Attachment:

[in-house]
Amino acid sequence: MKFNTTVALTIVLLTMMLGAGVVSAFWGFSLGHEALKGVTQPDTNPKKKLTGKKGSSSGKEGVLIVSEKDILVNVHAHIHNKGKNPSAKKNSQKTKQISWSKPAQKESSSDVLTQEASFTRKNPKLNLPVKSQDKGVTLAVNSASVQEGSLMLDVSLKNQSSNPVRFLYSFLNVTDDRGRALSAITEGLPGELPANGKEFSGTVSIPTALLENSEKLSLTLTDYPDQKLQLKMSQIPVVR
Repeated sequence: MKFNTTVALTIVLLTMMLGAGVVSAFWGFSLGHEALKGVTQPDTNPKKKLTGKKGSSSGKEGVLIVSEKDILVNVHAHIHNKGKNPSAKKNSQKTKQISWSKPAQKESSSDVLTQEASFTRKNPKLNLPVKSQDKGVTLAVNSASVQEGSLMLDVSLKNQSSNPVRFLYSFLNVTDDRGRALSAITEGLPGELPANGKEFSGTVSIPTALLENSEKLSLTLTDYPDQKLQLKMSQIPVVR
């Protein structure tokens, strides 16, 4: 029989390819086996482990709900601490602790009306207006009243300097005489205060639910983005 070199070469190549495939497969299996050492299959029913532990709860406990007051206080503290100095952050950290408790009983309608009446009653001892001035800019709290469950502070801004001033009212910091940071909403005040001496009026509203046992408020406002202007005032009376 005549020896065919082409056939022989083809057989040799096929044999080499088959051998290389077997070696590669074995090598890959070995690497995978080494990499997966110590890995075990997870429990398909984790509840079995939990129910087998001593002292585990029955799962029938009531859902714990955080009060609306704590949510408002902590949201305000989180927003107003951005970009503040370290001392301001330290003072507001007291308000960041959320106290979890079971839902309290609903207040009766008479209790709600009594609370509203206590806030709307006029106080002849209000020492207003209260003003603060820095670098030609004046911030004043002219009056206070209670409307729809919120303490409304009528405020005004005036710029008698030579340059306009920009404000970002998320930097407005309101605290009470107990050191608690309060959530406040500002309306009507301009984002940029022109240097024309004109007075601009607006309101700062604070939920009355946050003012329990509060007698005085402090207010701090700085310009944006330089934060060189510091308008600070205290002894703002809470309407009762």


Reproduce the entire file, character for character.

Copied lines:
[in-house]
Amino acid sequence: MKFNTTVALTIVLLTMMLGAGVVSAFWGFSLGHEALKGVTQPDTNPKKKLTGKKGSSSGKEGVLIVSEKDILVNVHAHIHNKGKNPSAKKNSQKTKQISWSKPAQKESSSDVLTQEASFTRKNPKLNLPVKSQDKGVTLAVNSASVQEGSLMLDVSLKNQSSNPVRFLYSFLNVTDDRGRALSAITEGLPGELPANGKEFSGTVSIPTALLENSEKLSLTLTDYPDQKLQLKMSQIPVVR
Repeated sequence: MKFNTTVALTIVLLTMMLGAGVVSAFWGFSLGHEALKGVTQPDTNPKKKLTGKKGSSSGKEGVLIVSEKDILVNVHAHIHNKGKNPSAKKNSQKTKQISWSKPAQKESSSDVLTQEASFTRKNPKLNLPVKSQDKGVTLAVNSASVQEGSLMLDVSLKNQSSNPVRFLYSFLNVTDDRGRALSAITEGLPGELPANGKEFSGTVSIPTALLENSEKLSLTLTDYPDQKLQLKMSQIPVVR
């Protein structure tokens, strides 16, 4: 029989390819086996482990709900601490602790009306207006009243300097005489205060639910983005 070199070469190549495939497969299996050492299959029913532990709860406990007051206080503290100095952050950290408790009983309608009446009653001892001035800019709290469950502070801004001033009212910091940071909403005040001496009026509203046992408020406002202007005032009376 005549020896065919082409056939022989083809057989040799096929044999080499088959051998290389077997070696590669074995090598890959070995690497995978080494990499997966110590890995075990997870429990398909984790509840079995939990129910087998001593002292585990029955799962029938009531859902714990955080009060609306704590949510408002902590949201305000989180927003107003951005970009503040370290001392301001330290003072507001007291308000960041959320106290979890079971839902309290609903207040009766008479209790709600009594609370509203206590806030709307006029106080002849209000020492207003209260003003603060820095670098030609004046911030004043002219009056206070209670409307729809919120303490409304009528405020005004005036710029008698030579340059306009920009404000970002998320930097407005309101605290009470107990050191608690309060959530406040500002309306009507301009984002940029022109240097024309004109007075601009607006309101700062604070939920009355946050003012329990509060007698005085402090207010701090700085310009944006330089934060060189510091308008600070205290002894703002809470309407009762």